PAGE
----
Jesus says, in the 6th chapter of John’s Gospel, that he is the Bread from Heaven, bringing
life to those who believe and who eat the Bread, and he will sustain them on their journey through this life and into the next. We are all on this same journey but we are at different points on the path. In the introduction to her book, Every Eye Beholds You, Karen Armstrong points out that we tend to think of “faith” as believing certain things about God or the sacred, and that religious people in general are called “believers”. Having faith in something is that first and essential step that each of us needs to be begin our spiritual journey.
Embarking on a spiritual journey is like getting into a very small boat and setting out on
the ocean in search for land. Along the way, as we row, row, row our boat, we are given insights and inspiration. The further along we move with the currents, as we approach a new horizon, we may encounter fear. We’re afraid that we might lose everything
we’ve ever held as certain, we’re afraid of losing a part of ourselves. Invariably, however, we find that if we simply release our fears and apprehensions and need to control the outcome, God will bring us to the place we need to find in order to reach our highest good.
The Hebrew Scriptures tell us that the people of Israel had fled from a Pharaoh’s
persecution across the Red Sea. They traveled through the Sinai peninsula, which is an arid, desert land, and when they ran out of water and life got challenging, they wanted to go back to a life of slavery—a life they knew—instead of pushing ahead through their challenges to a new life that they didn’t know. They begged Moses to take them back, forgetting all that God had done to show that He had indeed been journeying right alongside them. So Our God said to Moses: “Walk on ahead of the people. Take with you some of the elders of Israel and take in your hand the staff with which you struck the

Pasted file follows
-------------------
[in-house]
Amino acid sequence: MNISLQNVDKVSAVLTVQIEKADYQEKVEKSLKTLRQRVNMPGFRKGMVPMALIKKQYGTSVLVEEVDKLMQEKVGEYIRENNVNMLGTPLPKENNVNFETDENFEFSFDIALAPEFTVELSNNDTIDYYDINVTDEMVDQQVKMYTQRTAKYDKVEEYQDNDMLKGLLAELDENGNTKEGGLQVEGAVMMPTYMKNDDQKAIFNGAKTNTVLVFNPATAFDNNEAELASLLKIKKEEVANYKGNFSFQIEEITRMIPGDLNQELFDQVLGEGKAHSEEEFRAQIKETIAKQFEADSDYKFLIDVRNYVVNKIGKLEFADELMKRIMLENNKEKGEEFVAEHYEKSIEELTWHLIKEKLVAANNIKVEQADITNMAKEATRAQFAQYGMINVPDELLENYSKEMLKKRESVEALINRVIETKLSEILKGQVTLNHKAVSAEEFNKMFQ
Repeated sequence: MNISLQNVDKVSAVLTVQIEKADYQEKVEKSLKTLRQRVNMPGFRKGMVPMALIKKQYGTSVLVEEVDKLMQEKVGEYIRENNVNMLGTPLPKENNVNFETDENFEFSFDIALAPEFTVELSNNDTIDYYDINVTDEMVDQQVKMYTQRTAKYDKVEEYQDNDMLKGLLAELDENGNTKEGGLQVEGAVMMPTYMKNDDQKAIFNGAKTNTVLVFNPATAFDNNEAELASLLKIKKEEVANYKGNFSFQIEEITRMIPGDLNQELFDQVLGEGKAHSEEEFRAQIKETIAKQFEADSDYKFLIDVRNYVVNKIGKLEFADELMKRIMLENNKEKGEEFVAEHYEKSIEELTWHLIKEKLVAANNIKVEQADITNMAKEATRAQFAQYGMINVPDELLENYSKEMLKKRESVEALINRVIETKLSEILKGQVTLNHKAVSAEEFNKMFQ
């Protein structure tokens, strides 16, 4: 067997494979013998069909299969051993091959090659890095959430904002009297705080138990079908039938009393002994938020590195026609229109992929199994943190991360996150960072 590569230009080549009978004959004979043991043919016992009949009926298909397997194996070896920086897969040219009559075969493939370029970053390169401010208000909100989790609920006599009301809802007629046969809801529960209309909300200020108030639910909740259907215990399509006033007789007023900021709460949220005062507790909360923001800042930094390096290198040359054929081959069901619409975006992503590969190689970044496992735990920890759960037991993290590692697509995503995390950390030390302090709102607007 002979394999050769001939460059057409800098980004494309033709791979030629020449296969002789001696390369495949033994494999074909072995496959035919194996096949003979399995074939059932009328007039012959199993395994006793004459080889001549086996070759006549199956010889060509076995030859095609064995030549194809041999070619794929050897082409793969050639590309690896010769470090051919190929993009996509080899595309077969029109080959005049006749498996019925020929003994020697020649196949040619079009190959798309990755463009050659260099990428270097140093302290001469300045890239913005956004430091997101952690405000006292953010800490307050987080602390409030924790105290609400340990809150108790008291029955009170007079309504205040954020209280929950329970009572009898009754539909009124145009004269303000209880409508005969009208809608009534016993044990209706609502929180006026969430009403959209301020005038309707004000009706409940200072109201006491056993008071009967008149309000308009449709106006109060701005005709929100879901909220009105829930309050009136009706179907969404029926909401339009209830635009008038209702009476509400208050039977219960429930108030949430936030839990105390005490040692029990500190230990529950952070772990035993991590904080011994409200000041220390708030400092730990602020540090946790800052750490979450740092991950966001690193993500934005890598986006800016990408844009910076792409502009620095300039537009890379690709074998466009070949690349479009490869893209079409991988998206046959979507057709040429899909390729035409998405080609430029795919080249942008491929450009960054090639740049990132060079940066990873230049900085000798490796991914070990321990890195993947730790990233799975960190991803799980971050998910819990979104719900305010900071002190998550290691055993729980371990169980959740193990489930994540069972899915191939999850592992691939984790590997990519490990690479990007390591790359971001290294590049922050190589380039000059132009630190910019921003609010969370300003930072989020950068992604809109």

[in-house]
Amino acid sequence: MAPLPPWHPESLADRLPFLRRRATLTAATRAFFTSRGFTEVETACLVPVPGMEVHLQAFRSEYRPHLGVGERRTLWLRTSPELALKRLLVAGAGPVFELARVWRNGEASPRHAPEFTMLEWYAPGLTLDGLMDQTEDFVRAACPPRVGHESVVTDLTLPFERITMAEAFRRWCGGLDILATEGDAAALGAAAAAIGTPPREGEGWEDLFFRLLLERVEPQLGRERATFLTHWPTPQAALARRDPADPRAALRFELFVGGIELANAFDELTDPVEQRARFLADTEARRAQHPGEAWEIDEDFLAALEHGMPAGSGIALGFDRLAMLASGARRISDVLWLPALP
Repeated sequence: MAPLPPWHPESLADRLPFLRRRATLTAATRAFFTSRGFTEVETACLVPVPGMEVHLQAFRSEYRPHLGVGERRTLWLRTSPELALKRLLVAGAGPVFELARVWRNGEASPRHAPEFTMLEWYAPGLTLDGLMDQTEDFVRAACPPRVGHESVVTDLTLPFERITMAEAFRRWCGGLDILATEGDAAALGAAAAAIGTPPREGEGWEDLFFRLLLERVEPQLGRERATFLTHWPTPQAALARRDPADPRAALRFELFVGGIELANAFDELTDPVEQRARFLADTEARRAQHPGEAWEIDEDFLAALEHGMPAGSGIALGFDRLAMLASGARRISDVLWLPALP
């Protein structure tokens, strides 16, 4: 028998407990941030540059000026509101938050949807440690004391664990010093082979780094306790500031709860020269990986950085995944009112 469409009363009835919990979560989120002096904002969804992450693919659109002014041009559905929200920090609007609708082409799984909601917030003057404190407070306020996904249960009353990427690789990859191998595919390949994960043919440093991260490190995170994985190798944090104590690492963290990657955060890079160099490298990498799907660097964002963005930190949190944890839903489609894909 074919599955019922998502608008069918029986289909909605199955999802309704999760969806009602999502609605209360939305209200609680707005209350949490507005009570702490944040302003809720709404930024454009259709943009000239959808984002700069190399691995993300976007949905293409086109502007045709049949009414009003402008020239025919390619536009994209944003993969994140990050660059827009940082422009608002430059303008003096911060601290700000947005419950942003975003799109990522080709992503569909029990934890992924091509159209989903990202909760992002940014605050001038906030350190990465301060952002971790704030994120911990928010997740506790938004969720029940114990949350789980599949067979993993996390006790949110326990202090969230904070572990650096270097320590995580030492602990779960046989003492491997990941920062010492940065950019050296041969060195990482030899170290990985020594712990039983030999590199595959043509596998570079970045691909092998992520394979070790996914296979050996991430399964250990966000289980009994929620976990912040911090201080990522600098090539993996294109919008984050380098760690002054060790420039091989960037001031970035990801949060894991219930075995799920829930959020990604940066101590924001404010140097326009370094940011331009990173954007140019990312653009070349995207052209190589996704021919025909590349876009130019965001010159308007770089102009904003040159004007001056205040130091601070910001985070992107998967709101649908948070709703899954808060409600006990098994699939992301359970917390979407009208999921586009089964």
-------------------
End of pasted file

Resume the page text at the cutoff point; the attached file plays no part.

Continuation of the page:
Nile, and go. I will stand there before you by a rock at Horeb. Strike the rock,
and water will come out of it for the people to drink.” Much later, St. Paul would write to the Corinthian Church: “They drank the same spiritual drink; for they drank from a spiritual rock that accompanied them, and that rock was Christ.” Within us…..within you, within me, there is an abiding promise that whenever we turn our consciousness and awareness to the Presence of God, we will receive miracles and signs and wonders and we will know that God is in all things because the Divine Presence undergirds and supports all things.
Robert Test has written what I consider a perfect funeral elegy, and I know you
will appreciate the deeply spiritual nature of his words:
“The day will come when my body will lie upon a white sheet neatly tucked under four corners of a mattress located in a hospital busily occupied with the living and the dying. At a certain moment, a doctor will determine that my brain has ceased to function and that, for all intents and purposes, my life has stopped. When that happens, do not attempt to
instill artificial life into my body by the use of a machine. And don’t call this my deathbed. Let it be called the “Bed of Life”, and let my body be taken from it to help others lead fuller lives.
Give my sight to the man who has never seen a sunrise, a baby’s face or love in the